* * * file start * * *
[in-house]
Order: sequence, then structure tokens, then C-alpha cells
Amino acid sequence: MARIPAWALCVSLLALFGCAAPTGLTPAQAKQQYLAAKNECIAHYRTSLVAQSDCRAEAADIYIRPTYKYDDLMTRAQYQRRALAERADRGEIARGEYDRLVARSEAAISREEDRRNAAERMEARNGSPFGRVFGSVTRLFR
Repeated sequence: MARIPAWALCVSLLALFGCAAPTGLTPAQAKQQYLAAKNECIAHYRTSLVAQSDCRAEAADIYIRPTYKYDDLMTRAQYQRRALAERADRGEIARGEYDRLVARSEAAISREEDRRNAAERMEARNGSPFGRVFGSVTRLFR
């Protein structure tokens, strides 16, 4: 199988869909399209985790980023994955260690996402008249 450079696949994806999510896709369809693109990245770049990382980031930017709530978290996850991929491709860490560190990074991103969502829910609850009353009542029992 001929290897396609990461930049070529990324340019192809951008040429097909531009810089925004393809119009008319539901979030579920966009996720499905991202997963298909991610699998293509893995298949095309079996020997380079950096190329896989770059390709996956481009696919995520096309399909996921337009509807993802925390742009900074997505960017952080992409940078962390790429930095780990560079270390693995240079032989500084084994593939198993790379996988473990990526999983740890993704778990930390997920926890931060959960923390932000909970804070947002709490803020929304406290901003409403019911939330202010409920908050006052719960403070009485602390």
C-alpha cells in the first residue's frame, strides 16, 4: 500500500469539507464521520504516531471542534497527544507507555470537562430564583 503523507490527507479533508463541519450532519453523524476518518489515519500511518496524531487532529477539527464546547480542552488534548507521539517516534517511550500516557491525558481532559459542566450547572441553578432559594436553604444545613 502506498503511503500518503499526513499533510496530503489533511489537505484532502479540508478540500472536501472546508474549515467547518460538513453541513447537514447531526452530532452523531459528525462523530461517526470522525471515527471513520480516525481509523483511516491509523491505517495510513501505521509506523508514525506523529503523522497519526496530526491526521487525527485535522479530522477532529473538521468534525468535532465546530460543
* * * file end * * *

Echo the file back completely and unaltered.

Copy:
[in-house]
Order: sequence, then structure tokens, then C-alpha cells
Amino acid sequence: MARIPAWALCVSLLALFGCAAPTGLTPAQAKQQYLAAKNECIAHYRTSLVAQSDCRAEAADIYIRPTYKYDDLMTRAQYQRRALAERADRGEIARGEYDRLVARSEAAISREEDRRNAAERMEARNGSPFGRVFGSVTRLFR
Repeated sequence: MARIPAWALCVSLLALFGCAAPTGLTPAQAKQQYLAAKNECIAHYRTSLVAQSDCRAEAADIYIRPTYKYDDLMTRAQYQRRALAERADRGEIARGEYDRLVARSEAAISREEDRRNAAERMEARNGSPFGRVFGSVTRLFR
């Protein structure tokens, strides 16, 4: 199988869909399209985790980023994955260690996402008249 450079696949994806999510896709369809693109990245770049990382980031930017709530978290996850991929491709860490560190990074991103969502829910609850009353009542029992 001929290897396609990461930049070529990324340019192809951008040429097909531009810089925004393809119009008319539901979030579920966009996720499905991202997963298909991610699998293509893995298949095309079996020997380079950096190329896989770059390709996956481009696919995520096309399909996921337009509807993802925390742009900074997505960017952080992409940078962390790429930095780990560079270390693995240079032989500084084994593939198993790379996988473990990526999983740890993704778990930390997920926890931060959960923390932000909970804070947002709490803020929304406290901003409403019911939330202010409920908050006052719960403070009485602390």
C-alpha cells in the first residue's frame, strides 16, 4: 500500500469539507464521520504516531471542534497527544507507555470537562430564583 503523507490527507479533508463541519450532519453523524476518518489515519500511518496524531487532529477539527464546547480542552488534548507521539517516534517511550500516557491525558481532559459542566450547572441553578432559594436553604444545613 502506498503511503500518503499526513499533510496530503489533511489537505484532502479540508478540500472536501472546508474549515467547518460538513453541513447537514447531526452530532452523531459528525462523530461517526470522525471515527471513520480516525481509523483511516491509523491505517495510513501505521509506523508514525506523529503523522497519526496530526491526521487525527485535522479530522477532529473538521468534525468535532465546530460543